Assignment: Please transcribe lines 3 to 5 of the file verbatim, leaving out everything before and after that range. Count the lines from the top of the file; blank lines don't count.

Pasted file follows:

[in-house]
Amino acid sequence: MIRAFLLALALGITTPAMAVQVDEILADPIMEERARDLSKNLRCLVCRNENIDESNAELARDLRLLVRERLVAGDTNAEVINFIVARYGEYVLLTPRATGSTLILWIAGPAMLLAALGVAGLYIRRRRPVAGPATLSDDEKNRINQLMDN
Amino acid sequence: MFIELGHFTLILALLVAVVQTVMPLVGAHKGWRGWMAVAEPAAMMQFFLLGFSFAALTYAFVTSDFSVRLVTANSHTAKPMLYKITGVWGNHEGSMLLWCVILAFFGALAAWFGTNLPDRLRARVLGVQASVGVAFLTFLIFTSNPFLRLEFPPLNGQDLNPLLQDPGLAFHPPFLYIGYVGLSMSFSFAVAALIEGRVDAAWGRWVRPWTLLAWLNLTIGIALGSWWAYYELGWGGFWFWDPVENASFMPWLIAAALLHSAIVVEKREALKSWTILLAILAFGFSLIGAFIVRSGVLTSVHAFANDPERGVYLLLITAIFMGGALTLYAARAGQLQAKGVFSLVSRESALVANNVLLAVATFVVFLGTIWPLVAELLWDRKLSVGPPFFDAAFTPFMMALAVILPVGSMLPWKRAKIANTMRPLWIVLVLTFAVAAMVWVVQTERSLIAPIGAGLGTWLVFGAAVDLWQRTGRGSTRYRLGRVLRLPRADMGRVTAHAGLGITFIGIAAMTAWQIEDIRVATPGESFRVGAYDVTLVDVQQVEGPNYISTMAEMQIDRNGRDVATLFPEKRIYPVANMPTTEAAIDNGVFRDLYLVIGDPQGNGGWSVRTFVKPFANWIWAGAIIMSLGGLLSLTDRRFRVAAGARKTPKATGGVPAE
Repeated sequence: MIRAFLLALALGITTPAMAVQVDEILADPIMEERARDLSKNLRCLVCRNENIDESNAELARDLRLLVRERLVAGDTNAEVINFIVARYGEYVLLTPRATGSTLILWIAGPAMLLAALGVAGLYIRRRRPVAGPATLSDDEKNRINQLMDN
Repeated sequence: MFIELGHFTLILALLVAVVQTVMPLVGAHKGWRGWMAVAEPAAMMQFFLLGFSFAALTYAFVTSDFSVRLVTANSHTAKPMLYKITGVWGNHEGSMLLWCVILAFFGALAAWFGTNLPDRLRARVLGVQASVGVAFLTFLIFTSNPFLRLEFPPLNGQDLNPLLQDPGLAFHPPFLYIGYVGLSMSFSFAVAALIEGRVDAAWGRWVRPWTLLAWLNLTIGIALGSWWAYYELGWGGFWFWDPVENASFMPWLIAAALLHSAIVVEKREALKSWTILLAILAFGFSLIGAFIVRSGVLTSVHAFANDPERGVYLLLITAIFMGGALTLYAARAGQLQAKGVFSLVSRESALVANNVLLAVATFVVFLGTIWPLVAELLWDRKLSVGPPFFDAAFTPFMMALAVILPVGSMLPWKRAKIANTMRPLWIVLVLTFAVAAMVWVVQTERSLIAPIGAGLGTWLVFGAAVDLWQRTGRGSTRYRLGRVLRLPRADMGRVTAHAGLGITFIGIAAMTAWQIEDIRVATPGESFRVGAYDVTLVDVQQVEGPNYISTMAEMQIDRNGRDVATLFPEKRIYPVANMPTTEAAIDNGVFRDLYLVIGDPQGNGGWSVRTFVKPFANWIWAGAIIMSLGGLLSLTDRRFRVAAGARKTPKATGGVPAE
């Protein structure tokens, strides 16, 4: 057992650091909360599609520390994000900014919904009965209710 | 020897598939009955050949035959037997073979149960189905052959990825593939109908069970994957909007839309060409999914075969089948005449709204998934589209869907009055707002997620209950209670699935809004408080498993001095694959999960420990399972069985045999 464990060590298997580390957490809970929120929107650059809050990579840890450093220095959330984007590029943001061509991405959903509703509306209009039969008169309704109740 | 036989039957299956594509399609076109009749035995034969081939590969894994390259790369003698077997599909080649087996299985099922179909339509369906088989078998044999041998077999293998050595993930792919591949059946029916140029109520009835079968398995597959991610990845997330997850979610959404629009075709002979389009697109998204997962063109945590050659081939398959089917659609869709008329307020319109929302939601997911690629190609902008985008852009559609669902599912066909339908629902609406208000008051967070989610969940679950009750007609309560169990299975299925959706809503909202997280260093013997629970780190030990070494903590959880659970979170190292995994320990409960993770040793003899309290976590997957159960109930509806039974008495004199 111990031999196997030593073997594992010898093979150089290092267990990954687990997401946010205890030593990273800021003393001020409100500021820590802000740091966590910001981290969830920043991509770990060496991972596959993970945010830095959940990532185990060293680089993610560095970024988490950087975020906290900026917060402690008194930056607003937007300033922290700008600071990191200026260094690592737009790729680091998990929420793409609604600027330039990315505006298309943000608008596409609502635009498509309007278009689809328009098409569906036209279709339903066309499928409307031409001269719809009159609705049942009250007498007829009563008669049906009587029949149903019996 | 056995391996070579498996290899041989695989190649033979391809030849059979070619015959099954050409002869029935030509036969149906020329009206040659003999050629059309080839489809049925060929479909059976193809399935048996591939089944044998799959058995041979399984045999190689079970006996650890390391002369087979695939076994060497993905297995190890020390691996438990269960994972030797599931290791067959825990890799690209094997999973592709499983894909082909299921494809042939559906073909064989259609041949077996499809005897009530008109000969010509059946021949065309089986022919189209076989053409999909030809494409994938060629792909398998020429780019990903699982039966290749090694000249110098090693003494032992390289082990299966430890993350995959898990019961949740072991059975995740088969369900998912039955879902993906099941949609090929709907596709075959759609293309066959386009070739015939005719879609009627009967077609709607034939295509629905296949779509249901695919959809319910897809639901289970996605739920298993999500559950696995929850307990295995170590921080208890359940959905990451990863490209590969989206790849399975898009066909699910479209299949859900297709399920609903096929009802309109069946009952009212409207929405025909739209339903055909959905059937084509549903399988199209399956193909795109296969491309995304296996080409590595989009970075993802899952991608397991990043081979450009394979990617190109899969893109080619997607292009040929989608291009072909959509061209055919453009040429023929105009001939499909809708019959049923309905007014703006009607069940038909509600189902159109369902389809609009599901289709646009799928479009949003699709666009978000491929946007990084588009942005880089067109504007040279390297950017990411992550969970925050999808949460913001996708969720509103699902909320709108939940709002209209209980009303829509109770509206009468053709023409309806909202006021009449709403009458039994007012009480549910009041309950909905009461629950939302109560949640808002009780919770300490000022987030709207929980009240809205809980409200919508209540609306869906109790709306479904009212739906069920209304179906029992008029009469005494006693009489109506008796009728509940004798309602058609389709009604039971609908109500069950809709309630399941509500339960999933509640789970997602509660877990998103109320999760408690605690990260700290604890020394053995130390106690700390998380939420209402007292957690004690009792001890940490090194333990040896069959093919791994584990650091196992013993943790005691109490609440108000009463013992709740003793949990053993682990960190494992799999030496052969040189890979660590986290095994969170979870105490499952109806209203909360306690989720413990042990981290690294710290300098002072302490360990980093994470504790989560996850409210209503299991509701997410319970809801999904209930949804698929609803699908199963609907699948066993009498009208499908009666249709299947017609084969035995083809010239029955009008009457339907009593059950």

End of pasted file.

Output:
Amino acid sequence: MFIELGHFTLILALLVAVVQTVMPLVGAHKGWRGWMAVAEPAAMMQFFLLGFSFAALTYAFVTSDFSVRLVTANSHTAKPMLYKITGVWGNHEGSMLLWCVILAFFGALAAWFGTNLPDRLRARVLGVQASVGVAFLTFLIFTSNPFLRLEFPPLNGQDLNPLLQDPGLAFHPPFLYIGYVGLSMSFSFAVAALIEGRVDAAWGRWVRPWTLLAWLNLTIGIALGSWWAYYELGWGGFWFWDPVENASFMPWLIAAALLHSAIVVEKREALKSWTILLAILAFGFSLIGAFIVRSGVLTSVHAFANDPERGVYLLLITAIFMGGALTLYAARAGQLQAKGVFSLVSRESALVANNVLLAVATFVVFLGTIWPLVAELLWDRKLSVGPPFFDAAFTPFMMALAVILPVGSMLPWKRAKIANTMRPLWIVLVLTFAVAAMVWVVQTERSLIAPIGAGLGTWLVFGAAVDLWQRTGRGSTRYRLGRVLRLPRADMGRVTAHAGLGITFIGIAAMTAWQIEDIRVATPGESFRVGAYDVTLVDVQQVEGPNYISTMAEMQIDRNGRDVATLFPEKRIYPVANMPTTEAAIDNGVFRDLYLVIGDPQGNGGWSVRTFVKPFANWIWAGAIIMSLGGLLSLTDRRFRVAAGARKTPKATGGVPAE
Repeated sequence: MIRAFLLALALGITTPAMAVQVDEILADPIMEERARDLSKNLRCLVCRNENIDESNAELARDLRLLVRERLVAGDTNAEVINFIVARYGEYVLLTPRATGSTLILWIAGPAMLLAALGVAGLYIRRRRPVAGPATLSDDEKNRINQLMDN
Repeated sequence: MFIELGHFTLILALLVAVVQTVMPLVGAHKGWRGWMAVAEPAAMMQFFLLGFSFAALTYAFVTSDFSVRLVTANSHTAKPMLYKITGVWGNHEGSMLLWCVILAFFGALAAWFGTNLPDRLRARVLGVQASVGVAFLTFLIFTSNPFLRLEFPPLNGQDLNPLLQDPGLAFHPPFLYIGYVGLSMSFSFAVAALIEGRVDAAWGRWVRPWTLLAWLNLTIGIALGSWWAYYELGWGGFWFWDPVENASFMPWLIAAALLHSAIVVEKREALKSWTILLAILAFGFSLIGAFIVRSGVLTSVHAFANDPERGVYLLLITAIFMGGALTLYAARAGQLQAKGVFSLVSRESALVANNVLLAVATFVVFLGTIWPLVAELLWDRKLSVGPPFFDAAFTPFMMALAVILPVGSMLPWKRAKIANTMRPLWIVLVLTFAVAAMVWVVQTERSLIAPIGAGLGTWLVFGAAVDLWQRTGRGSTRYRLGRVLRLPRADMGRVTAHAGLGITFIGIAAMTAWQIEDIRVATPGESFRVGAYDVTLVDVQQVEGPNYISTMAEMQIDRNGRDVATLFPEKRIYPVANMPTTEAAIDNGVFRDLYLVIGDPQGNGGWSVRTFVKPFANWIWAGAIIMSLGGLLSLTDRRFRVAAGARKTPKATGGVPAE